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I thought it was 1.5 to 2x screen height. Or am I thinking width?

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post #11 of 25 Old 01-30-2012, 11:38 PM
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Quote:
Originally Posted by Bigus View Post

I thought it was 1.5 to 2x screen height. Or am I thinking width?

How Far Should I Sit From My HDTV? have a table of distances that also depends on the resolution of the source format. The 576 in the article is for the European PAL that has higher resolution than NTSC that uses 480 lines.
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post #12 of 25 Old 01-31-2012, 07:41 AM
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Originally Posted by Bigus View Post

I thought it was 1.5 to 2x screen height. Or am I thinking width?

I have copies of reports from the HDTV testing done years ago. Unfortunately, finding said copies and retrieving them from the black hole masquerading as a basement storage room is beyond my means at this time. What I clearly remember (IOW I could be wrong but am not uncertain) is it was 1.5 - 2 times the diagonal (since that's the way most screens are measured they stuck with it) and for HDTV (not standard definition, which of course nobody has now anyway, right?) The primary criteria was pixelation -- can we (humans) distinguish individual pixels at X distance from the screen. What I have forgotten is whether it was for 1080p, 720p, or something in between. Back then there were huge debates about every aspect from pixels to aspect ratio to color gamut to refresh rates...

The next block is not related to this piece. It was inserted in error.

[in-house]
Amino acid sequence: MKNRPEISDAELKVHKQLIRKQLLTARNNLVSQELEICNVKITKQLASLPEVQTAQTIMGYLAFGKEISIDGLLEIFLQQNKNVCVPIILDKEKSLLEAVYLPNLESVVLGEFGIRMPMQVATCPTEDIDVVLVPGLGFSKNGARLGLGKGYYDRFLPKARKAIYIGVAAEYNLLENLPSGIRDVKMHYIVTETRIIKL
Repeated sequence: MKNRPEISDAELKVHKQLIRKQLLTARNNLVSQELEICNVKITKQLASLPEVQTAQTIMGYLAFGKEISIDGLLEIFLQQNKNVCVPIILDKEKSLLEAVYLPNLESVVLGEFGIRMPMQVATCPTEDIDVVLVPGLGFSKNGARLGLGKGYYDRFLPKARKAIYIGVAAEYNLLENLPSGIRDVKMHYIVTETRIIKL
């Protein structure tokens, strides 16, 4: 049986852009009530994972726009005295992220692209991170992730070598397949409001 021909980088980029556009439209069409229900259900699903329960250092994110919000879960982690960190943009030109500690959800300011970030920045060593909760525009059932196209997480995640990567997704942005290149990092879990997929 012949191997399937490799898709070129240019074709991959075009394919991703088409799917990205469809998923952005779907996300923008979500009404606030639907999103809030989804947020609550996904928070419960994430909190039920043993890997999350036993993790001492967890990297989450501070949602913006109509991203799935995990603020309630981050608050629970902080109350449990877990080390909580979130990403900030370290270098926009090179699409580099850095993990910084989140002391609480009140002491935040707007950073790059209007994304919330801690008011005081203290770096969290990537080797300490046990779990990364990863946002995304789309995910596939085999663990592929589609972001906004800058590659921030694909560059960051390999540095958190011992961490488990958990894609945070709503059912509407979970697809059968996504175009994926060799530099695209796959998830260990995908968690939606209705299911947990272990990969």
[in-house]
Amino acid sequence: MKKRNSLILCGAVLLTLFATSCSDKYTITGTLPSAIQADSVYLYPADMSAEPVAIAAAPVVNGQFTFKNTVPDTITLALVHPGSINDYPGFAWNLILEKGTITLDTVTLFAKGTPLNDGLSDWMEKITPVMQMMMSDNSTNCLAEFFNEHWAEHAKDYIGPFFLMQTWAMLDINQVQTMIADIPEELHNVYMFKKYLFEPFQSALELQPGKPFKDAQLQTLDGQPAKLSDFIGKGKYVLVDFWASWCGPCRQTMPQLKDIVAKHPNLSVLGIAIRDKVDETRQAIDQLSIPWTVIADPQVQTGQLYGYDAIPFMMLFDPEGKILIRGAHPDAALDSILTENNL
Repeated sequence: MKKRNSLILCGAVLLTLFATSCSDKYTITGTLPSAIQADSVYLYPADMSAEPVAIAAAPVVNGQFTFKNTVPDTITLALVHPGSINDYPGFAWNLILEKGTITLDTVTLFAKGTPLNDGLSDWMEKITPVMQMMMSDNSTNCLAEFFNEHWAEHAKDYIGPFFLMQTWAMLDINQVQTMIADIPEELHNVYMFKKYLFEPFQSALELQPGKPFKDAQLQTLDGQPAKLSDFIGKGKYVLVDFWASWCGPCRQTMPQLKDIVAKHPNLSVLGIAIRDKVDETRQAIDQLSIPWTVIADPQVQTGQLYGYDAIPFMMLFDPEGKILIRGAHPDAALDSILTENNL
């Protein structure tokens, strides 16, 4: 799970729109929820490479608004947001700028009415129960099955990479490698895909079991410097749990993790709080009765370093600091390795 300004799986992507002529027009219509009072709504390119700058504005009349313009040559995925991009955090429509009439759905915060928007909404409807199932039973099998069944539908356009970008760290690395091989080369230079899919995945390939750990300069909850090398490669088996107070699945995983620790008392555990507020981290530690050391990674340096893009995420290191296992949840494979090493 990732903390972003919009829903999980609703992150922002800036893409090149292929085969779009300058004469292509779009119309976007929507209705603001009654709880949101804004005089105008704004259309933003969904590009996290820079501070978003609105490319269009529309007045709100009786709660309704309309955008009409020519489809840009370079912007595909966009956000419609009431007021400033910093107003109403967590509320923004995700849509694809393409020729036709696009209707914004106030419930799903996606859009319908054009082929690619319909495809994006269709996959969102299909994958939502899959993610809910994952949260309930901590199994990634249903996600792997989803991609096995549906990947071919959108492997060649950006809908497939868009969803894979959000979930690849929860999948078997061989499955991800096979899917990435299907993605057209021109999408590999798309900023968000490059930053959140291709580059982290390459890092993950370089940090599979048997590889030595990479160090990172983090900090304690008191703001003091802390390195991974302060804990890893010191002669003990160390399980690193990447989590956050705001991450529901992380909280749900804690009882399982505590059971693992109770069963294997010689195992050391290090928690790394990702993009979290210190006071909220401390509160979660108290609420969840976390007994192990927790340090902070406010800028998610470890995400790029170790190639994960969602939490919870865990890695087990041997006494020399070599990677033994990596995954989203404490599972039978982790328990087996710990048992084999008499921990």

Still annoys me a bit that they did not just choose the movie theater ratio, and also how few realize that a X" diagonal HDTV screen is actually less area than an X" standard (4:3) screen...

If I get time I can dig up the references on-line (IEEE web site, hopefully).

Edit: Duh, allsop4now llinked an article that probably covers it...

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post #13 of 25 Old 01-31-2012, 01:23 PM